India & Eurasia Policy

  • IASbaba
  • November 9, 2021
  • 0
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  • GS-2: Indian and its neighbourhood
  • GS-2: Bilateral, regional and global groupings and agreements involving India and/or affecting India’s interests. 

India & Eurasia Policy

Context: India’s intense Indo-Pacific diplomacy is about Delhi’s new maritime geopolitics and now it is time to devote similar energy to the development of a “Eurasian” policy that helps in recalibration of India’s continental strategy.

History of India’s Eurasian Foreign Policy

  • There are references to India’s ancient civilisational links with Eurasia. 
  • The collaboration between the Sangha and the Shreni in the Buddhist era produced lasting interaction between the two regions. 
  • India’s inward orientation after the decline of Buddhism did not stop the flow of Central Asian forces into the subcontinent. 
  • The Colonial times saw the outward projection of India’s influence into Central Asia. British rivalry with Russia during the Great Game in the 19th and early 20th centuries put Eurasian geopolitics at the top of undivided India’s security agenda. 
  • Before independence, many Indian nationalists turned to Europe to secure the nation’s liberation from British colonialism. After independence, India’s drift towards an alliance with Russia saw India neglect Europe’s strategic significance. 
  • The Partition of the subcontinent and India’s physical disconnection from inner Asia, however, cut India off from Eurasian geopolitics.

Challenges in Eurasia 

  1. Persistent problem with Pakistan
  • National Security Advisor Ajit Doval has invited his counterparts from Pakistan, Iran, Central Asia, Russia, and China to join the consultations in Delhi on the crisis in Afghanistan. Pakistan has decline to join while China is not clear on joining.
  • Pakistan’s reluctance to engage with India on Afghanistan reveals Delhi’s challenges & the urgency in shaping a new Eurasian strategy.
  1. Meaning of Eurasia
  • There is no shared international understanding of what constitutes the Eurasia region. 
  • In geographical terms, Eurasia is the name of a tectonic plate that lies under much of what we know as Europe and Asia.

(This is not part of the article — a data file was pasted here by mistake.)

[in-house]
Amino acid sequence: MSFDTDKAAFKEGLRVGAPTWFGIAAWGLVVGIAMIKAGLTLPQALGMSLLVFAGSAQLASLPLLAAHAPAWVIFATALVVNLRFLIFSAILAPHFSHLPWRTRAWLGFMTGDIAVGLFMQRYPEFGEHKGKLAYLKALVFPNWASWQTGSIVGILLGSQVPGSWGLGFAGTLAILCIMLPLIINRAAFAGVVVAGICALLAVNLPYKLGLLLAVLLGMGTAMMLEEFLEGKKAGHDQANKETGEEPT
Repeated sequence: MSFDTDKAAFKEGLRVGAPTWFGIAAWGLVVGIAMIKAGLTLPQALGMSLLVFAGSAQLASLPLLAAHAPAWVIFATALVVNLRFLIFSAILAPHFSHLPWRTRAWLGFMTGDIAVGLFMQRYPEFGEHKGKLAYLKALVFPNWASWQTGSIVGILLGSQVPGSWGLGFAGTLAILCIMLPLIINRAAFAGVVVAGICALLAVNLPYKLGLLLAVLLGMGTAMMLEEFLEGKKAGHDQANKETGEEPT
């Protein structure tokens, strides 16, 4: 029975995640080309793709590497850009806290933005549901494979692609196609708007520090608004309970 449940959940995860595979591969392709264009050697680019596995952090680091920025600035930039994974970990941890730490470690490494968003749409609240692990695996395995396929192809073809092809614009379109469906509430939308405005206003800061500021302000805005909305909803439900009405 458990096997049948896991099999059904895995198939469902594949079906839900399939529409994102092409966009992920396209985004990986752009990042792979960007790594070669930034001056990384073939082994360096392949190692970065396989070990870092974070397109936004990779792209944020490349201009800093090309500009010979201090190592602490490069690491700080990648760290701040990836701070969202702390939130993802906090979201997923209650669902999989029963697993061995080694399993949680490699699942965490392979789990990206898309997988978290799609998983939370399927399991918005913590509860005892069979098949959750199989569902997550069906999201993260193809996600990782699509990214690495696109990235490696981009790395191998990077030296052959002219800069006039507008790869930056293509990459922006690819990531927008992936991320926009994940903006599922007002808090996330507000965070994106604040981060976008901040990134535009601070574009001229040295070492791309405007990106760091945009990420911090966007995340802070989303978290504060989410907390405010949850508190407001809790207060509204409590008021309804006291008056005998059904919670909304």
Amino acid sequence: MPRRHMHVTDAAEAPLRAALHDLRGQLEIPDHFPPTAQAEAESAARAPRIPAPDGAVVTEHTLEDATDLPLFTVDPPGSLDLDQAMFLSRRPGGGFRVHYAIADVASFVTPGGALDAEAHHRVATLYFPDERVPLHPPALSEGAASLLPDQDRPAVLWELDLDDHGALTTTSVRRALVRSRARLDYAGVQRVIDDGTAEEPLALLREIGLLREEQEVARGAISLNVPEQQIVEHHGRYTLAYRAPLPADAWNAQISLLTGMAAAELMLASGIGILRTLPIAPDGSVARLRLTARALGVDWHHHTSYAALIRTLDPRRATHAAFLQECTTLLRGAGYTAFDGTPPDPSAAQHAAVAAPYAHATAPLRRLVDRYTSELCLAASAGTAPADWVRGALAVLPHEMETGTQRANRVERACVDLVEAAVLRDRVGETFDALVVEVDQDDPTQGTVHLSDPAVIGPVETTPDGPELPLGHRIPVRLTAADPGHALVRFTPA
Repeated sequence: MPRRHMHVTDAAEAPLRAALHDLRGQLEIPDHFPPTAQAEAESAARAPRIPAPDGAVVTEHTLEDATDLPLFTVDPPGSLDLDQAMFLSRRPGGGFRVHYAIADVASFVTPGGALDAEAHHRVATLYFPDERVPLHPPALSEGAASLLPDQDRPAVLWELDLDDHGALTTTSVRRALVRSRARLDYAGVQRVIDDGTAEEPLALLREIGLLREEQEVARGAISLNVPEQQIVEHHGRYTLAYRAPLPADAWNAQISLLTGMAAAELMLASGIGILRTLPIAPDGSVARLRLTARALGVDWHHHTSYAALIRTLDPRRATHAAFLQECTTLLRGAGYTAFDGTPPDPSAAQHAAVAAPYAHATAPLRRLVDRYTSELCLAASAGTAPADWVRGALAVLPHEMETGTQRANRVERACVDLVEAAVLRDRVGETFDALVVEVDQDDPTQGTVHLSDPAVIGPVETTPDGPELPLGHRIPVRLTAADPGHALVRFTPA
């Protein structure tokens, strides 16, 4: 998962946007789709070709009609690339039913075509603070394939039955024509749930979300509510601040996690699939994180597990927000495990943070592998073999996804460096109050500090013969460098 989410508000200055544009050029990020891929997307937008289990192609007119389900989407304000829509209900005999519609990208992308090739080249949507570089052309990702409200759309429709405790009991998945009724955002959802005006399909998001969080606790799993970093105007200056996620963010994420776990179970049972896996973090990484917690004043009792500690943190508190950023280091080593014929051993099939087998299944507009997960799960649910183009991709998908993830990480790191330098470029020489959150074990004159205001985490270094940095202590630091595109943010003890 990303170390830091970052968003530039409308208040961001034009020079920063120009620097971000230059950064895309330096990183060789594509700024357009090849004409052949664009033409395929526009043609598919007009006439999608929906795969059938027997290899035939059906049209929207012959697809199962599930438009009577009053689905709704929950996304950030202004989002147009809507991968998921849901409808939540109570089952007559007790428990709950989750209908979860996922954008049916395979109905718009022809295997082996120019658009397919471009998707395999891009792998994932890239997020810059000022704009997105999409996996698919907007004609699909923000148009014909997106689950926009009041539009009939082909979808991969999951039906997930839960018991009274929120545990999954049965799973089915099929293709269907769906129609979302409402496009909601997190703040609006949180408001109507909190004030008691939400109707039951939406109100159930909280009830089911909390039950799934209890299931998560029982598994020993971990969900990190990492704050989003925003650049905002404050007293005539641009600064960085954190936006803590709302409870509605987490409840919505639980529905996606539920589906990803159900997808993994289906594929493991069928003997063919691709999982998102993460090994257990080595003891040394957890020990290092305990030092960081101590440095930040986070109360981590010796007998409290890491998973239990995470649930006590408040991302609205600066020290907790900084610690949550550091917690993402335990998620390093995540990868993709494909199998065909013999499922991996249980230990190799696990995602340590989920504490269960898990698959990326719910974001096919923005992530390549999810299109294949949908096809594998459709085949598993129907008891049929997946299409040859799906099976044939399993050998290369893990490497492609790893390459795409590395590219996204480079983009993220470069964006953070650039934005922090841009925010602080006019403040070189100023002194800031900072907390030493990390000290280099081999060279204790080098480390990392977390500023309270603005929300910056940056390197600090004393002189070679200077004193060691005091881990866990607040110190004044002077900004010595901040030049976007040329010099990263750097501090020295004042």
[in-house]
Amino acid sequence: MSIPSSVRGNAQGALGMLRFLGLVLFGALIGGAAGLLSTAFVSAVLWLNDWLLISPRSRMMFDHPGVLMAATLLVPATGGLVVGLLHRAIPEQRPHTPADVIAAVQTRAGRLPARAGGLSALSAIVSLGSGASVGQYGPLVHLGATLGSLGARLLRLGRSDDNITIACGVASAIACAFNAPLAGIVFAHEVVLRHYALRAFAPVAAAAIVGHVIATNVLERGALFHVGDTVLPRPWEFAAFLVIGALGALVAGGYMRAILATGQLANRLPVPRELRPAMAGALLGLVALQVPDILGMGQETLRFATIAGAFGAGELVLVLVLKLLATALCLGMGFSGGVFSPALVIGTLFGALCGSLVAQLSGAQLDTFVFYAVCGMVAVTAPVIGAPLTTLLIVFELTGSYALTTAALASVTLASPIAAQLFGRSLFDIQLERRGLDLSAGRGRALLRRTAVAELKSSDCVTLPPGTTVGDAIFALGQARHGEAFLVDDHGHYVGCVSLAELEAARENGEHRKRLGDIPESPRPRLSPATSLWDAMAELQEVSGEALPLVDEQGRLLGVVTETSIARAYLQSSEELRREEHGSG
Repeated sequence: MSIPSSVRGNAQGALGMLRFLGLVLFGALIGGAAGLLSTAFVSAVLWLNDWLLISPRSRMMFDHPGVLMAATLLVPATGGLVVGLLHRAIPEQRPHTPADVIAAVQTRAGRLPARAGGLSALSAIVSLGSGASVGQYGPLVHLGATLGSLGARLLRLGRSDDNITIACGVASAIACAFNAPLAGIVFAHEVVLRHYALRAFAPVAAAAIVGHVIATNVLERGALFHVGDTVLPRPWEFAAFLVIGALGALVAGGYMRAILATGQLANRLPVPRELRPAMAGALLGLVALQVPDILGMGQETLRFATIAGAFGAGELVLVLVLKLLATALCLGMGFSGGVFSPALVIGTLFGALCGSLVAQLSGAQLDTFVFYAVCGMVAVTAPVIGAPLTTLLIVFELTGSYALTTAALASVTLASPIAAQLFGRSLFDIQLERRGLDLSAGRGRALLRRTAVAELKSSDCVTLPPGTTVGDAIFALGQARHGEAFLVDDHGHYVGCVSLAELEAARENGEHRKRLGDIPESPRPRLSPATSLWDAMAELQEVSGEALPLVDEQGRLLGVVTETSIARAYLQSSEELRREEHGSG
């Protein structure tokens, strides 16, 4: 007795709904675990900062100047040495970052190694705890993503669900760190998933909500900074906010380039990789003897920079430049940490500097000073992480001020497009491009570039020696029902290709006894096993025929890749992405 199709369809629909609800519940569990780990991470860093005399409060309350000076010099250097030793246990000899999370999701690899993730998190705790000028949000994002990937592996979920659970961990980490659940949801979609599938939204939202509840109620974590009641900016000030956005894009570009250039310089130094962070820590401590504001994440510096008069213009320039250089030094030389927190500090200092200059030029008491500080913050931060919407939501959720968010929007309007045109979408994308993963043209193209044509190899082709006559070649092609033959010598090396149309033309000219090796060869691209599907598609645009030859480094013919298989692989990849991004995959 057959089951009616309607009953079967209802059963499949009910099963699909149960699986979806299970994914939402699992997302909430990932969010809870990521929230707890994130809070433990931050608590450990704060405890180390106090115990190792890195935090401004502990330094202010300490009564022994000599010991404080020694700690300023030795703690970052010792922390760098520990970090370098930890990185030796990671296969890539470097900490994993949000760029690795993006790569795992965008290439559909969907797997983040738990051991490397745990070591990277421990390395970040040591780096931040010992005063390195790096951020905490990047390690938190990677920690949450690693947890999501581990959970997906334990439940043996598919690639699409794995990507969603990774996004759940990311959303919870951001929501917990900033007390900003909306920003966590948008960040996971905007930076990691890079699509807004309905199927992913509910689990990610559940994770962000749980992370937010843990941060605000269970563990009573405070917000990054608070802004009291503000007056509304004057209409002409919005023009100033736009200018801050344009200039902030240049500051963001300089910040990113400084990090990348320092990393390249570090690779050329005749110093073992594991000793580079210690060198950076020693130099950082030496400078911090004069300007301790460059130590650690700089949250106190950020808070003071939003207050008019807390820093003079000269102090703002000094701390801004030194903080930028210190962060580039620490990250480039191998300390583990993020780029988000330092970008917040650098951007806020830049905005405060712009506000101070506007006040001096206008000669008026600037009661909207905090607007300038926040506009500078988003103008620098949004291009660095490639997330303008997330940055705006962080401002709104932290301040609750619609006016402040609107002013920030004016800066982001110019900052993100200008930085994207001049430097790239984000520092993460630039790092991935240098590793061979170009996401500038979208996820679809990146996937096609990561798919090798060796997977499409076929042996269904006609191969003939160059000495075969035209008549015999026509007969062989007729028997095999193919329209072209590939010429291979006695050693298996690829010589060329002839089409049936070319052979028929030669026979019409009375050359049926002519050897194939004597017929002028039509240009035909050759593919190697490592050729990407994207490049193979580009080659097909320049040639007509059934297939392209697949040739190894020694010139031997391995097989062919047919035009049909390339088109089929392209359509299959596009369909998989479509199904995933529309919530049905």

• In Russia’s definition, Eurasia covers the former territories of the Soviet Union, which collapsed in 1991. In other words, it is about Russia’s political claim to a sphere of influence in its “near abroad”.
  • Given the deep connection between Muslim Central Asia and West Asia, some prefer the term “Greater Middle East” to describe parts of this region.
  • For India, it makes sense to use the broadest possible definition of Eurasia in reimagining the region.
  1. Rise of China
  • The most important development in Eurasia today is the dramatic rise of China and its growing strategic assertiveness, expanding economic power and rising political influence
  • Beijing’s muscular approach to the long and disputed border with Bhutan and India, its pursuit for a security presence in Tajikistan, the active search for a larger role in Afghanistan are examples of China’s assertiveness.
  • Physical proximity multiplies China’s economic impact on the inner Asian regions.
  • China’s Belt and Road initiative and Europe’s growing economic interdependence with China have added to Beijing’s powerful leverages in Eurasia
  1. US rethink of its strategic commitments to Eurasia.
  • The US withdrawal from Afghanistan is just the beginning of a long-overdue redefinition of US global strategic priorities.
  • US and EU are now trying to rebalance the trans-Atlantic responsibilities for Europe’s collective defence.
  • As a result of US resizing its presence in Eurasia region, regional powers are going to reshape Eurasia.

Way Ahead for India to evolve Eurasian Policy

  • India has certainly dealt with Eurasia’s constituent spaces separately over the decades. What Delhi now needs is an integrated approach to Eurasia. 
  • Overcoming the geographic limitation — represented by the Pakistan barrier— will be central to an expanded Indian role in Eurasian geopolitics.
  • A dedicated military office in the Indian mission to Brussels, where both EU and NATO are headquartered, will be a crucial step towards a sustained security dialogue with Europe.
  • Indian needs to intensify the dialogue on Eurasian security with Russia. While Indo-Russian differences on the Indo-Pacific, the Quad, China, and the Taliban are real, Delhi and Moscow have good reasons to narrow their differences on Eurasia.
  • There is a need for substantive Indian collaboration with both Persia (for strategic location) and Arabia (for religious influence). These partnership are needed in overcoming Turkey’s alliance with Pakistan that is hostile to Delhi.
  • India will surely encounter many contradictions in each of the three areas — between and among America, Europe, Russia, China, Iran, and the Arab Gulf. As in the Indo-Pacific, so in Eurasia, Delhi should not let these contradictions hold India back.

Connecting the dots:

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